National Polls Mean Next To Nothing In April

Last week, I passed on some of Nate Silver’s tips for how to look at General Election polling over the next six months. Silver is out with another piece, though, that points out the very simple fact that national polling in April tells us next to nothing about how things might turn out in November:

Since Rick Santorum suspended his presidential campaign, essentially ending the Republican primary contest, the starting positions for the general election have taken shape. About 10 national polls have been released: President Obama leads Mitt Romney 47.7 percent to 43.7 percent, according to the RealClearPolitics average of recent surveys.

Already, partisans and pundits are criticizing individual polling samples and pollster methodologies. Entire “-gates” – Rosen-gate and dog-gate, for example – have erupted, been fought over and then forgotten in mere days, and each poll is scrutinized to see how the latest controversy has affected the race.

It is easy to get lost in the weeds. But, of course, the election is still more than six months away, and in the past 10 presidential campaigns, the national polling leader in late April has won the election only half of the time.

Silver produces this chart of April polling vs. final results for every election going back to 1972:

So in the past ten Presidential elections, the April polling leader has gone on to win half the time, and lose half the time. Perhaps more significantly, in elections involving re-election of an incumbent, the April leader has gone on to win three out of six times. In other words, when you’re looking at these April polls, you may as well just a flip a coin if you want to know who might win in November. Or, you know, tune back in sometime around the conventions.

FILED UNDER: Barack Obama, Campaign 2012, Politicians, Public Opinion Polls, Quick Takes, US Politics,
Doug Mataconis
About Doug Mataconis
Doug holds a B.A. in Political Science from Rutgers University and J.D. from George Mason University School of Law. He joined the staff of OTB in May 2010. Before joining OTB, he wrote at Below The BeltwayThe Liberty Papers, and United Liberty Follow Doug on Twitter | Facebook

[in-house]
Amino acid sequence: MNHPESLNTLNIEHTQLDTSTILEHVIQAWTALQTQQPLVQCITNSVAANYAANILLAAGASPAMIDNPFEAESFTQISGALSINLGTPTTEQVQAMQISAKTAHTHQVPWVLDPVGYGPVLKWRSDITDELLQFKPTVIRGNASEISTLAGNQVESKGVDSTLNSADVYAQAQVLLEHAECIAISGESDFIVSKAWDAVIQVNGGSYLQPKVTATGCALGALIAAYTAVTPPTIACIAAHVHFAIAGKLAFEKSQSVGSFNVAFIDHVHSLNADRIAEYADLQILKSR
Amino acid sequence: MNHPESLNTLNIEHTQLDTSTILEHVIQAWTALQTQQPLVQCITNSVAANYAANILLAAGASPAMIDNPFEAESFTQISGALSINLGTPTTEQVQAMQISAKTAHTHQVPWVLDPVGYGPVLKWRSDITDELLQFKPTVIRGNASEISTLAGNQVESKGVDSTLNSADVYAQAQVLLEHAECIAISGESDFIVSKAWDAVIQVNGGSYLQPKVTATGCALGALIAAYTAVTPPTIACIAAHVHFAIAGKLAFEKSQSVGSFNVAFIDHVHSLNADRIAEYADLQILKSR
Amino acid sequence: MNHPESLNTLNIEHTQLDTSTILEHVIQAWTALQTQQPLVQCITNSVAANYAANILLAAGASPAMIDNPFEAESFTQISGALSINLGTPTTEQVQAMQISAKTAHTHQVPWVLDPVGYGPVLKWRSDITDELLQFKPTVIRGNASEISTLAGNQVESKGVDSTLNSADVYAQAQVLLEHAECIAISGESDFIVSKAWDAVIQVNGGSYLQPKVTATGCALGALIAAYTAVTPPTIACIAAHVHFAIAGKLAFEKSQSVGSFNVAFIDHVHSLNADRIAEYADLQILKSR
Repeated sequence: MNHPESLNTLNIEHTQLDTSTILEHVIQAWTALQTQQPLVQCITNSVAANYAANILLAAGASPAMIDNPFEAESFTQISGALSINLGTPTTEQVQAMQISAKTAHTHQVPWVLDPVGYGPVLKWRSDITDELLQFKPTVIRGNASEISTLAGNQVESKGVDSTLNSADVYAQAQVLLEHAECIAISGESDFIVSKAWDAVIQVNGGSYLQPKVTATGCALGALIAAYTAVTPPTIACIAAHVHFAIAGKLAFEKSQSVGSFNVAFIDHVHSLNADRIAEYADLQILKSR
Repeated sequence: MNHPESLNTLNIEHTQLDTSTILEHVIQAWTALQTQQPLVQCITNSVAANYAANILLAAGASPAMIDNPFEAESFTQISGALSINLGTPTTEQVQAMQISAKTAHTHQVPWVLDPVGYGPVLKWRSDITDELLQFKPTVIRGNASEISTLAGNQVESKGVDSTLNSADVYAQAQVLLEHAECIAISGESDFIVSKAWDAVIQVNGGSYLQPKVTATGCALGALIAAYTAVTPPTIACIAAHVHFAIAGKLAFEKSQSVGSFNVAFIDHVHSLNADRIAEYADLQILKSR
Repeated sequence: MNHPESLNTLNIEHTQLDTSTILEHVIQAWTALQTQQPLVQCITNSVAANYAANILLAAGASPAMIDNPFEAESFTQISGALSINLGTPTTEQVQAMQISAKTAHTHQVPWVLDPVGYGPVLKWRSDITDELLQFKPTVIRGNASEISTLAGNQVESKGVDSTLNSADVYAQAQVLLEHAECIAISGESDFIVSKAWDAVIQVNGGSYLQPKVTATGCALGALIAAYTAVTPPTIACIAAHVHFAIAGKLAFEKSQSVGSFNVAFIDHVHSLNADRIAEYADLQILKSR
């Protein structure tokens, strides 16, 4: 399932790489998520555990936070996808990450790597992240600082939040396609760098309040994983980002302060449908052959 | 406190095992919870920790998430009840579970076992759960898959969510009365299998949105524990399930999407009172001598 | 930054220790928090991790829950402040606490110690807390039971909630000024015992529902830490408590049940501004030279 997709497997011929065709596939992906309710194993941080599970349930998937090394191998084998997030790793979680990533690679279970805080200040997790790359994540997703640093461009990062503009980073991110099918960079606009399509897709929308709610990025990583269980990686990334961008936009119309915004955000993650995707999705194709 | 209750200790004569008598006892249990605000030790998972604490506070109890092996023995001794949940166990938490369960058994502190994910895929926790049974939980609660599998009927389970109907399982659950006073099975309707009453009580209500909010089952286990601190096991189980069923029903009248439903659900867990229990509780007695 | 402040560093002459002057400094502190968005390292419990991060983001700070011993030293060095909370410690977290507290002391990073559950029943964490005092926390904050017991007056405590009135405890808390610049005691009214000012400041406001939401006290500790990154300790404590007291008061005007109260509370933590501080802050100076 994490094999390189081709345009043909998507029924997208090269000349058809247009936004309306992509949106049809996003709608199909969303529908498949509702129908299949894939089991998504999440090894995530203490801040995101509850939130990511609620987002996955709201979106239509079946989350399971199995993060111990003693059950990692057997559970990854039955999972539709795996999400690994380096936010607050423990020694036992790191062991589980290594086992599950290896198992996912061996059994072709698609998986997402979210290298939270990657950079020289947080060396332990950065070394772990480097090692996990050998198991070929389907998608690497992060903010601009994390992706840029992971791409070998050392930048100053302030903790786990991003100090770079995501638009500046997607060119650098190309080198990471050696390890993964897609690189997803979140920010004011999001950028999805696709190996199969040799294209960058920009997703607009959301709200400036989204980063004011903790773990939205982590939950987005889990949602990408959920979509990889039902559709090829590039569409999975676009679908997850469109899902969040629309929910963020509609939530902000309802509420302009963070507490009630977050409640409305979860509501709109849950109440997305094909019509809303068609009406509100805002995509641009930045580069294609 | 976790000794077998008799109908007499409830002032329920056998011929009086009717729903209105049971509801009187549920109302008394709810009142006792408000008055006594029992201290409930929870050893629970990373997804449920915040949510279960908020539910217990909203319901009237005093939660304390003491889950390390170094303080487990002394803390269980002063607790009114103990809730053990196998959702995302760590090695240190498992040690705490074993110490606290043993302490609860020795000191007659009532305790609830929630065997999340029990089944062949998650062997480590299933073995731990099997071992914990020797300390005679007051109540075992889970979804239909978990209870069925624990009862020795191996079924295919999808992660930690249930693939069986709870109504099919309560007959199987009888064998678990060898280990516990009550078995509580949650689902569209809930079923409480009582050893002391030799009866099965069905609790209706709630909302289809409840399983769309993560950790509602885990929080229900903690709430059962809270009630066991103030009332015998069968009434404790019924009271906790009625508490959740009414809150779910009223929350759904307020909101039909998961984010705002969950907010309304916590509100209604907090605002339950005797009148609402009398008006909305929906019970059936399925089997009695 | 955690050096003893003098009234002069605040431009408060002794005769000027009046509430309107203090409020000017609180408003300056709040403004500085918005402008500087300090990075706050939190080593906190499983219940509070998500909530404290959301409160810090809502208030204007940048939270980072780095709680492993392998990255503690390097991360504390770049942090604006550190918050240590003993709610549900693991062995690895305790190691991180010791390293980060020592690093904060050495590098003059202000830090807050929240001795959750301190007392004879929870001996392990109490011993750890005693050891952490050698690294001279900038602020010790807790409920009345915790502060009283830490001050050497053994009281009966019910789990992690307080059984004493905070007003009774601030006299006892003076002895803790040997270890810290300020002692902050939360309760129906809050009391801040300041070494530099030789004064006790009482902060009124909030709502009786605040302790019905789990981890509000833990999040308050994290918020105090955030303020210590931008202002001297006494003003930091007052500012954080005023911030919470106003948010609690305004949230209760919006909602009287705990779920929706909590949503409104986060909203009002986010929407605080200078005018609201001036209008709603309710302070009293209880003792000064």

Comments

  1. Tsar Nicholas says:

    Yeah, but without meaningless polling data over what would political junkies obsess and fester? It’s not as if there are any other pressing issues out there. Besides, if people didn’t pay attention to meaningless polls then the likes of Scott Rasmussen would have fewer millions with which to play. That would be tragic.

  2. PJ says:

    @Doug Mataconis:

    So in the past ten Presidential elections, the April polling leader has gone on to win half the time, and lose half the time.

    That would be winning the popular vote. Which doesn’t matter.

    So in six of the past ten Presidential elections, and in the four latest, the leader in April has ended up winning the election.

    Two other points:
    The sample is really to small to make any assumptions.
    And since there isn’t a popular vote, It’s all about a small number of states, a candidate can win California or Texas 95-5% and still lose the election.

  3. al-Ameda says:

    the national polling leader in late April has won the election only half of the time.

    I take from that, that people lied to the pollsters half the time. That seems about right.

  4. Davebo says:

    I agree such early polling is useless which makes me wonder why OTB discuss such polls on a near daily basis.

    Come on folks, we’ve got a blonde female missing with the added bonus of her being a current member of the military! ;0)

  5. Tillman says:

    If we didn’t discuss the polls every day, we’d have to discuss solutions to national problems. If we discussed solutions to national problems, we’d eventually run into an inextricable difference between value systems. If we eventually ran into an inextricable difference between value systems, we’d have to meticulously sort through data in academia and publicly-available information to buttress our value systems. If we meticulously sorted through data in academia and publicly-available information to buttress our value systems…

    …we wouldn’t be here, having this conversation.

    I have, overusing syllogism, arrived at why we are here discussing the polls every day. Doing otherwise would make us both not lazy and boring.